Bessie Coleman (1892-1926) was the world's first licensed female African American pilot. While living with her brothers in Chicago, she dreamed of flying after hearing stories from soldiers returning from World War I. Because of her race and gender, she could not find a school to accept her, so she studied French and with the financial support of the leading black Chicago publisher, Robert Abbot, she got her aviator's license in Paris, France. She returned to the United States in 1921 and performed in countless air shows-selecting only the shows that would also admit blacks as spectators. On April 30, 1926, while practicing for an exhibition, Coleman fell from her plane to her death.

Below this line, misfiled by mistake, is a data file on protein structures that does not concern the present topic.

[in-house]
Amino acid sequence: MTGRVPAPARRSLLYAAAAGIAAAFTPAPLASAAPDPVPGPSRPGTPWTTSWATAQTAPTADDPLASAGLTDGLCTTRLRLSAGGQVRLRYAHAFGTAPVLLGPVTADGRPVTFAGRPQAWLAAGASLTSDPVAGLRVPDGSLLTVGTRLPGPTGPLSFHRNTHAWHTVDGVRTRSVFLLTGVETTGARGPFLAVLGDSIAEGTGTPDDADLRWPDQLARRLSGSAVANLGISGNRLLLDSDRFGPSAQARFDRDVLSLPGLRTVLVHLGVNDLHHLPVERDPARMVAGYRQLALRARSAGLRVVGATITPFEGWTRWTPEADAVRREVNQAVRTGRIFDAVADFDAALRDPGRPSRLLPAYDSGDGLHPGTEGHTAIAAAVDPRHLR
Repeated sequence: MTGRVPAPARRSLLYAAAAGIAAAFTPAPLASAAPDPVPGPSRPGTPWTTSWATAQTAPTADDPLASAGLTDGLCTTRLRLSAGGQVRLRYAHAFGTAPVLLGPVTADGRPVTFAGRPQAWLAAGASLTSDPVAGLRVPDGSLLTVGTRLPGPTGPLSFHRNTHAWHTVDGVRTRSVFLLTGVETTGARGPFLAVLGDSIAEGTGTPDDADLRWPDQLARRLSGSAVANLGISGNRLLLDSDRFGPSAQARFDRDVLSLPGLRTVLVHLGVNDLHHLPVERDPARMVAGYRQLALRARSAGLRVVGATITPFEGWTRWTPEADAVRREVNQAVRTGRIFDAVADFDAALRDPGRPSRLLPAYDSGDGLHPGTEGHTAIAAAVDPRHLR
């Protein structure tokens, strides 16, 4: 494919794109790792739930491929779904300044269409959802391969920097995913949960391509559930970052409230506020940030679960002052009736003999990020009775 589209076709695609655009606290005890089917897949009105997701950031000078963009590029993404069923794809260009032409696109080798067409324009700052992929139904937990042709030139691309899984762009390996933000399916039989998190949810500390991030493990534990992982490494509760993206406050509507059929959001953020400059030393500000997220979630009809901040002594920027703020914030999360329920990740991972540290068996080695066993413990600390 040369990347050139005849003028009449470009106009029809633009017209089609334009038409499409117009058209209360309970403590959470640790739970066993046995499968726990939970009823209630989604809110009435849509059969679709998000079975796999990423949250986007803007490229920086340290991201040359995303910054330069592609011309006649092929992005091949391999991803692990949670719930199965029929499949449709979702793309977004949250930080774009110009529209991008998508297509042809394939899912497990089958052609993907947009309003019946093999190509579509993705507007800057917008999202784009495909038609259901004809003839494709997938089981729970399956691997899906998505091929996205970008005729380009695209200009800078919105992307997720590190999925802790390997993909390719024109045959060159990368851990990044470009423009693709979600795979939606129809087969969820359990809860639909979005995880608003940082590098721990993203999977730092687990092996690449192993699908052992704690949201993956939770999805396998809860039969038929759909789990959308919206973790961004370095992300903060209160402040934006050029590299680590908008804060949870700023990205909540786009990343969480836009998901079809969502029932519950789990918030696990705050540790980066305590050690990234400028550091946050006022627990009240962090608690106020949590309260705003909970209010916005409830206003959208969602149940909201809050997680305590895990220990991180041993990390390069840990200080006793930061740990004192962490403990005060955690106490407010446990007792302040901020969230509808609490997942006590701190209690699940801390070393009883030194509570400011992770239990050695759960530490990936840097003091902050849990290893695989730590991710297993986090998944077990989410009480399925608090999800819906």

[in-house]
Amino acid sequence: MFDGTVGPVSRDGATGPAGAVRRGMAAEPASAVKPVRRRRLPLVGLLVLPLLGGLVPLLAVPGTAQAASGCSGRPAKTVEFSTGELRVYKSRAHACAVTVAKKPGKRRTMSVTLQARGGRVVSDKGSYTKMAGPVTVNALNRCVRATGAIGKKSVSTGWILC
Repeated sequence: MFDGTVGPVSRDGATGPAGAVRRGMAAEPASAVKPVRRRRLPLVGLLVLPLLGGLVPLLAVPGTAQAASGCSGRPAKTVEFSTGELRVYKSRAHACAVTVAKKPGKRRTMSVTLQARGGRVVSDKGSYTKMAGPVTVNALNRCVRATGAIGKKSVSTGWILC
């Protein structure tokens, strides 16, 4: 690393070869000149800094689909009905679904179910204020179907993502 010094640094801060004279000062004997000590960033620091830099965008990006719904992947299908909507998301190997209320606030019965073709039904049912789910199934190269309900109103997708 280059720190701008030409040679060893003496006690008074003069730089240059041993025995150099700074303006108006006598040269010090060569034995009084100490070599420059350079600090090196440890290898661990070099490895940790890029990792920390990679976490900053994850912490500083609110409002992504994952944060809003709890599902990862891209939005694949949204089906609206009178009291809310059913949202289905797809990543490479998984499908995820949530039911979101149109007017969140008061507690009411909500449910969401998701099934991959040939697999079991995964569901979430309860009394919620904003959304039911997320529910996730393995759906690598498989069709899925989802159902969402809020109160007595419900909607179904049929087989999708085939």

Bessie Coleman was honored with the issuance of this 32-cent commemorative stamp on April 27, 1995, in Chicago, Illinois. The stamp depicts Coleman in the leather helmet and goggles she wore as a 1920's barnstormer.
This stamp is part of the Black Heritage Stamp Series. Initiated in 1978, the USPS continues to issue a stamp featuring a notable Black American every February in conjunction with Black History Month and at other times during the year.
The stamps were printed in the combination offset-intaglio process by the Bureau of Engraving of Printing, and issued in panes of fifty.
Reference: Postal Bulletin (March, 30, 1995).
Scott Catalogue USA: 2956
Copyright United States Postal Service. All rights reserved.
Museum ID: 1996.2066.124